12. Science Fair policy for students who should have been judged as RRI, but registered incorrectly and were judged as non-RRI:  There are several possible options: 1) downgrade the Category Award one level, 2) downgrade two levels, or 3) disqualify the student from Category Awards and the State Fair. One option will be chosen by SCVSFA depending on the facts of the case. In addition, other award winners in the same judging team will be upgraded one level as appropriate.
  13. Parent sponsored projects (PSPs) are NOT permitted UNLESS the school does not have any teacher to support the student (high school) or teachers do not support specific grade levels (middle school).
  14. On judging day, students must be present starting at 1:30 PM for high school students and 2:00 PM for middle school students. Students must be present at individual projects to be judged. For team projects, at least one team member must be present to be judged, however judges may reduce project scores if they are not able to confirm that all members of the team contributed appropriately.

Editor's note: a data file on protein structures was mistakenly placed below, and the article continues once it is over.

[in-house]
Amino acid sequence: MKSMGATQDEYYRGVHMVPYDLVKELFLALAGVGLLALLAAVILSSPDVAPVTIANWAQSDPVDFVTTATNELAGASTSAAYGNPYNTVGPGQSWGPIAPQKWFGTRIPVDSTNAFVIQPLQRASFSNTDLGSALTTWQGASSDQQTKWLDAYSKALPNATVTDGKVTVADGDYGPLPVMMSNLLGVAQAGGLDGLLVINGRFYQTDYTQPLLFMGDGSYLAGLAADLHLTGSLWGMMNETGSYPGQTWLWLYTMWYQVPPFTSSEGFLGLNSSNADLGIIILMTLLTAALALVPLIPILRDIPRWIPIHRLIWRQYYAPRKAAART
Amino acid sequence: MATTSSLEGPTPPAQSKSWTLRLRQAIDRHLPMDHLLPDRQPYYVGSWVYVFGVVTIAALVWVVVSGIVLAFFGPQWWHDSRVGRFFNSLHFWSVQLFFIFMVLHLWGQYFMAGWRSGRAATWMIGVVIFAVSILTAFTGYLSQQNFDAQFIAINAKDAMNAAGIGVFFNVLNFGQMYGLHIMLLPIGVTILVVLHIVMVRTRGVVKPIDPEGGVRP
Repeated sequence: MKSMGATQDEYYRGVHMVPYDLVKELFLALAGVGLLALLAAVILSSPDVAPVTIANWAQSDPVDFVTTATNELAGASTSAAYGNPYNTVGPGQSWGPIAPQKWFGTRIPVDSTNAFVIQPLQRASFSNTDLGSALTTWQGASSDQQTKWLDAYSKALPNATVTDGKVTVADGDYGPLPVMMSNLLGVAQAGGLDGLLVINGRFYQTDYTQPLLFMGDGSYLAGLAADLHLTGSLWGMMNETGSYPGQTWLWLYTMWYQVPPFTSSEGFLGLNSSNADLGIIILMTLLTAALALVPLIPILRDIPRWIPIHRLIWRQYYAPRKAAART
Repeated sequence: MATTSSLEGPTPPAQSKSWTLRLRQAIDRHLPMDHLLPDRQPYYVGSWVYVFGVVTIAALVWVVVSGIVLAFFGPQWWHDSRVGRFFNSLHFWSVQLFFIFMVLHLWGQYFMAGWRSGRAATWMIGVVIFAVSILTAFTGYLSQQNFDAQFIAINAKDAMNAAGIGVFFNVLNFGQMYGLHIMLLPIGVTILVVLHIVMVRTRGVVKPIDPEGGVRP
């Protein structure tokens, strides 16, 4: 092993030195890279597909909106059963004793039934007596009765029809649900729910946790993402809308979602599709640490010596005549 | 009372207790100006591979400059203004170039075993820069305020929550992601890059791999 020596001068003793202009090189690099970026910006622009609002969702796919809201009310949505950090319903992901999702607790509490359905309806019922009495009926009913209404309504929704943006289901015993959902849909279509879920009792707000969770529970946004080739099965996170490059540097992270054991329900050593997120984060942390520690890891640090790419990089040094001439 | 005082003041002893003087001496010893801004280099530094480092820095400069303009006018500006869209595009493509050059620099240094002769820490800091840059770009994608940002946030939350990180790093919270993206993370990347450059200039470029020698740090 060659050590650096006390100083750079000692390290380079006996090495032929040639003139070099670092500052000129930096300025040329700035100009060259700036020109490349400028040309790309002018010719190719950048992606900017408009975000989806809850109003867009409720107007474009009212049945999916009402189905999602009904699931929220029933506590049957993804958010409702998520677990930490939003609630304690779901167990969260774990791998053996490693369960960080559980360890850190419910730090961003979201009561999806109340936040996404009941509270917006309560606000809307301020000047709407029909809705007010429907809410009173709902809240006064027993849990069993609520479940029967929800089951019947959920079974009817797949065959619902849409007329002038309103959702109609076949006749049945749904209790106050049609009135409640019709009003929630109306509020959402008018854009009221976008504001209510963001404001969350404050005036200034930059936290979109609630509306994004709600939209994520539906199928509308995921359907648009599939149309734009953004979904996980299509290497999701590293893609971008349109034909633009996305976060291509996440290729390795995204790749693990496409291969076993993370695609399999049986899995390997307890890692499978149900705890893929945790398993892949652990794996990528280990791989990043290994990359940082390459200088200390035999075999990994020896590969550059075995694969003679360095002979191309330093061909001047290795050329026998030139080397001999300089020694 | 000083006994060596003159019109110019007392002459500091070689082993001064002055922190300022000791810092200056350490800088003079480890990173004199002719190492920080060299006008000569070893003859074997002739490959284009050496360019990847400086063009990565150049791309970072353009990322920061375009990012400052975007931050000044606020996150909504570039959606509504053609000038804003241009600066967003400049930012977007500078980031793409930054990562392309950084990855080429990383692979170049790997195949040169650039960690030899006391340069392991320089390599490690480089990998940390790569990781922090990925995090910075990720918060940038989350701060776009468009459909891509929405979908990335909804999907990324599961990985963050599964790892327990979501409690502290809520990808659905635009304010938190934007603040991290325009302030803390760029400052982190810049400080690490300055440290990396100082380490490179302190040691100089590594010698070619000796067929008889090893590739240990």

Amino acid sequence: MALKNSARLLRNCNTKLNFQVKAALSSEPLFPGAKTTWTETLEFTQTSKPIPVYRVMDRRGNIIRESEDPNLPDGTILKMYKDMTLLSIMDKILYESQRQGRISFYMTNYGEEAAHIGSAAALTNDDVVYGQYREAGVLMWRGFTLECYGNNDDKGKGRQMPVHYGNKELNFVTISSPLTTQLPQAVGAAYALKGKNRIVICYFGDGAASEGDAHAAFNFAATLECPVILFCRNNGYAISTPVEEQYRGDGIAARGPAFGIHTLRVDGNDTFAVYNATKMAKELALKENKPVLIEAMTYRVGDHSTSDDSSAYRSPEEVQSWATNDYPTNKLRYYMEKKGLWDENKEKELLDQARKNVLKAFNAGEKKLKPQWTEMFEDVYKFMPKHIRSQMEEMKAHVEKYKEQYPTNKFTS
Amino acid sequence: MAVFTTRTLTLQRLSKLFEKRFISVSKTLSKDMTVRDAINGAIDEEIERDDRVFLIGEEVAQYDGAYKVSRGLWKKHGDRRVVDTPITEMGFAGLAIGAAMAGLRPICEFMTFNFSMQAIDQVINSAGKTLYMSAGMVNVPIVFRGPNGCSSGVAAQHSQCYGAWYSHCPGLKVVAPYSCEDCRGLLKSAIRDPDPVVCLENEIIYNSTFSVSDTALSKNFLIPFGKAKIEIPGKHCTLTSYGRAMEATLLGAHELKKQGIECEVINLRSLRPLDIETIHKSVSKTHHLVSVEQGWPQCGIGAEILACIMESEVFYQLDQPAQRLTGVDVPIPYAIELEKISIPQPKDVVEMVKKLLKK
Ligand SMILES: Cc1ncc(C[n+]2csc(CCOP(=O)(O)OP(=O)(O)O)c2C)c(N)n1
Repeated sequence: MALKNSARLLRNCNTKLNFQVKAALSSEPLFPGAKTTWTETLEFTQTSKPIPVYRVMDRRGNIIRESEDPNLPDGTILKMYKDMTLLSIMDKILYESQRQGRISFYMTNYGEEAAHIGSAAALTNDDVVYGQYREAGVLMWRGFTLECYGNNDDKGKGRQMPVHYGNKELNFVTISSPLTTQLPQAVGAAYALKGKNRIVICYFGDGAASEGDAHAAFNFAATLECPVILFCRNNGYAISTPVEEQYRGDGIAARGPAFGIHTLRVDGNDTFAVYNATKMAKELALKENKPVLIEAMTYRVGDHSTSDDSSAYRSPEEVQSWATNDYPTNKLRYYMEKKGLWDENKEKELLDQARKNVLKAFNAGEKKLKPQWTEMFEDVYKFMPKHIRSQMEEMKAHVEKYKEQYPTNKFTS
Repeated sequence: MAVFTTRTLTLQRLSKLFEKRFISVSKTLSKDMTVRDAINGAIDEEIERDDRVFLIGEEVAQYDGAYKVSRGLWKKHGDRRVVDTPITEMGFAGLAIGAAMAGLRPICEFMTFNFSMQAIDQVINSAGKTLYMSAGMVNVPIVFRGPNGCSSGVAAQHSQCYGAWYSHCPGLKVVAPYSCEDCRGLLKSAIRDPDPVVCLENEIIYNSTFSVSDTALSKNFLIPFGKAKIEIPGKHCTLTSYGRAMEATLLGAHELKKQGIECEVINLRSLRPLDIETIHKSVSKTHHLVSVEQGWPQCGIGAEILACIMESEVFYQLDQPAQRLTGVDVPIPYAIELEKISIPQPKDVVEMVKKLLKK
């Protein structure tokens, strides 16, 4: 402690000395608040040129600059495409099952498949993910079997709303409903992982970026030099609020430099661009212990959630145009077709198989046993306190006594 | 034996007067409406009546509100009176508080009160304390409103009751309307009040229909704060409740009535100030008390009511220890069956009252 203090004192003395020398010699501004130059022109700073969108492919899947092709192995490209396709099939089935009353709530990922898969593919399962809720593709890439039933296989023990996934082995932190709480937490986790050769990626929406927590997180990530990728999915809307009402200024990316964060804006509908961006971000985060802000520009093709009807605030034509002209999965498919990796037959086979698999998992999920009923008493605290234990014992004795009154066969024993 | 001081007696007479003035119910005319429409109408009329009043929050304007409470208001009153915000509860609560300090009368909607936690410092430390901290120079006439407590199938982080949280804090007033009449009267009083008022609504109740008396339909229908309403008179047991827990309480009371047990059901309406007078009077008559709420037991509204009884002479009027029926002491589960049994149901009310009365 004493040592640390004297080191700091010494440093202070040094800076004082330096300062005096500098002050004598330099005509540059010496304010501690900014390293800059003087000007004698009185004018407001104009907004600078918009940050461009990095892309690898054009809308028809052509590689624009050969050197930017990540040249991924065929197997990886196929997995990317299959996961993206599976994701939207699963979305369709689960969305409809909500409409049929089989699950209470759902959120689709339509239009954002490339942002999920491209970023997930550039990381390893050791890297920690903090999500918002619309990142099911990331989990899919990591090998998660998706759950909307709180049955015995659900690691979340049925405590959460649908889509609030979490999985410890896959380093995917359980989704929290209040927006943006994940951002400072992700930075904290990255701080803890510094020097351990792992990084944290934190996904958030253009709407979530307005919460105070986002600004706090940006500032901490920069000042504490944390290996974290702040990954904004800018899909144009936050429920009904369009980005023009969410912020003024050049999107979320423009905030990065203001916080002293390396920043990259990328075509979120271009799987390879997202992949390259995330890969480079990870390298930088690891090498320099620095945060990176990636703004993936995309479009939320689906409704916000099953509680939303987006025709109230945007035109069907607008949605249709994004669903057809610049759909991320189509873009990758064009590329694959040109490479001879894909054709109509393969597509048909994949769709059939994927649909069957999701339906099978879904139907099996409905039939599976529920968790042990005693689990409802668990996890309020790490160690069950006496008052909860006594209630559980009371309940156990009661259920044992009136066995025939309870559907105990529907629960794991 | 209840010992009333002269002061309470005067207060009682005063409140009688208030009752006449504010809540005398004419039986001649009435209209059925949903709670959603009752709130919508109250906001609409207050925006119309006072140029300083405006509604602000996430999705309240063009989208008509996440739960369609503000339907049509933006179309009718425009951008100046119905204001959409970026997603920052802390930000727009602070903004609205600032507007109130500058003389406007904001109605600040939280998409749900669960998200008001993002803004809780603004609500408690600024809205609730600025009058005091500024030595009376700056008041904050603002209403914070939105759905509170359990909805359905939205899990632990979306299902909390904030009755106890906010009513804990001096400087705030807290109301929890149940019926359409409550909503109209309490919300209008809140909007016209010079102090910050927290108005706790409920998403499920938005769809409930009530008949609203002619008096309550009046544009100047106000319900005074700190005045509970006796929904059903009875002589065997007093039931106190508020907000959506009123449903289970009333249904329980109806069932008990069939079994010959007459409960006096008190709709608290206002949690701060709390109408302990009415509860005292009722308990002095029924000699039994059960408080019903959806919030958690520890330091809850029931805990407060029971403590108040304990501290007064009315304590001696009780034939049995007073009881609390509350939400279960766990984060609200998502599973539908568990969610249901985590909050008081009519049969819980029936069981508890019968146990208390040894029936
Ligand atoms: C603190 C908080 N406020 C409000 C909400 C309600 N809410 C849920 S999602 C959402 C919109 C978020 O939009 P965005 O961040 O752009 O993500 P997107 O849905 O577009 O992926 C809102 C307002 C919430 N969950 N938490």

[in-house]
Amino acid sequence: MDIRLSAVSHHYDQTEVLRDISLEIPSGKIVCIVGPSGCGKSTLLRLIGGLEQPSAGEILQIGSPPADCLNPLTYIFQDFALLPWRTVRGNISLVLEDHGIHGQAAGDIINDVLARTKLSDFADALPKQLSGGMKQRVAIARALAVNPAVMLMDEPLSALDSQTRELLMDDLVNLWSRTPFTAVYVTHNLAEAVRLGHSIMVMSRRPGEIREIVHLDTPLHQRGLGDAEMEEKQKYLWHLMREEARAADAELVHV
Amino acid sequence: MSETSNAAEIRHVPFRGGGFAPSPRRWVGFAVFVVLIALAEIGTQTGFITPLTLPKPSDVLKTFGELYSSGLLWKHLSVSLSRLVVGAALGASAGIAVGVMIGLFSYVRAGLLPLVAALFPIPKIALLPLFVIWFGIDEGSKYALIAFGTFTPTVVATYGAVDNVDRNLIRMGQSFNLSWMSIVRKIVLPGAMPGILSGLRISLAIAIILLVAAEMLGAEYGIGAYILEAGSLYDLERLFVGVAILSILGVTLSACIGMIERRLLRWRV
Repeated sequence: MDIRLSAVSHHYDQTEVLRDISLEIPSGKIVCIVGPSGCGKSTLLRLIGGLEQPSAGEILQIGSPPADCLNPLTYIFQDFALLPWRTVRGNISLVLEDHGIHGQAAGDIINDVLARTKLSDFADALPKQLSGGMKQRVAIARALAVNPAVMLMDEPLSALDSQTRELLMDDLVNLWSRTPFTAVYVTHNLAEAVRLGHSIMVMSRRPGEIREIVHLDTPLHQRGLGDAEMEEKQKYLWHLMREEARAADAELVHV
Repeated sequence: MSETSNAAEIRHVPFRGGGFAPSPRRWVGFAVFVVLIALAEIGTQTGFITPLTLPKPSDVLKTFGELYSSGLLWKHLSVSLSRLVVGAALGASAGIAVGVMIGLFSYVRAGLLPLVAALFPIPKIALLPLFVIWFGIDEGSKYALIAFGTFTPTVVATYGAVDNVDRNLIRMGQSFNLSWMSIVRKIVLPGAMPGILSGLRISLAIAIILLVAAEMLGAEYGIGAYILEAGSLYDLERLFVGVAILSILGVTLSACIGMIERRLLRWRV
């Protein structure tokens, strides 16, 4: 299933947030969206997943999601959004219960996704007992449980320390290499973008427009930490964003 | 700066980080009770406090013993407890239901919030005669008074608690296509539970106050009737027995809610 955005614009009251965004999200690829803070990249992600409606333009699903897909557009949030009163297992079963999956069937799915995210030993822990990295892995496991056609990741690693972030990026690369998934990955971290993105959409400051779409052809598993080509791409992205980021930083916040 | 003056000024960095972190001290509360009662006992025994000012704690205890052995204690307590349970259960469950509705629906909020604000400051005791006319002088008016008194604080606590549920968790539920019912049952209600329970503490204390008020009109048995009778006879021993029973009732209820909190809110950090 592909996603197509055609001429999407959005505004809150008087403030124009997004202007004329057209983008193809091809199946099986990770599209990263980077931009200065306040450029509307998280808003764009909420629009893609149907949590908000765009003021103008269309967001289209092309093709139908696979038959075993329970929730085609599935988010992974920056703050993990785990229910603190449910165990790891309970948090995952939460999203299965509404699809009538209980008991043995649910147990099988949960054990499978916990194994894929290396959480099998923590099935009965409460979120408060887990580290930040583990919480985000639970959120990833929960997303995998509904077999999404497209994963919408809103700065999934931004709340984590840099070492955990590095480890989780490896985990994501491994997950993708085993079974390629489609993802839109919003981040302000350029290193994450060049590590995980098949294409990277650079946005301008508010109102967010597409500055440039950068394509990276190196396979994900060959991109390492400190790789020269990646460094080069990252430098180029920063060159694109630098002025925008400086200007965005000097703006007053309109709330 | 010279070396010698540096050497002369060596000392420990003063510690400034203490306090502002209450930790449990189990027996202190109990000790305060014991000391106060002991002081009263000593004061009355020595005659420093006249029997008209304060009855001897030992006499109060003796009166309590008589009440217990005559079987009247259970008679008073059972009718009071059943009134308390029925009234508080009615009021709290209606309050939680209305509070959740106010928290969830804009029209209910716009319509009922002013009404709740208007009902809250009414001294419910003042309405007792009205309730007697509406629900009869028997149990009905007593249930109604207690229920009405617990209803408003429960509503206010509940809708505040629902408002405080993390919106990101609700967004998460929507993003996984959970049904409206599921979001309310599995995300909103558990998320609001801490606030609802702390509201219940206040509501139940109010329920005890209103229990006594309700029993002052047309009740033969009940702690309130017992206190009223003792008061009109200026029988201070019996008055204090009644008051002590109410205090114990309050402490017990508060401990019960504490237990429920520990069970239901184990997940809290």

15. For non-RRI projects, projects are judged by grade by Category Judges, however 11th and 12th grade projects may be judged together to improve the quality of judging.

The Student Researcher(s)

Use of a non-school research site or Regulated Research Institute.

Projects done at Regulated Research Institutions (RRI) will be judged for Category Awards with other RRI projects.  Projects done at school or home will be judged against non-RRI projects.

The student researcher is responsible for all aspects of the research project including enlisting the aid of any required supervisory adults (Adult Sponsor, Qualified Scientist, etc.), obtaining necessary approvals (SRC, IRB, etc.), following the Rules & Guidelines of the Synopsys Championship, and performing the experimentation, engineering, data analysis, etc.  High school students should list their Teacher/Adult Sponsor as their sponsoring high school teacher.  The RRI project supervisor should be listed as the mentor or qualified scientist.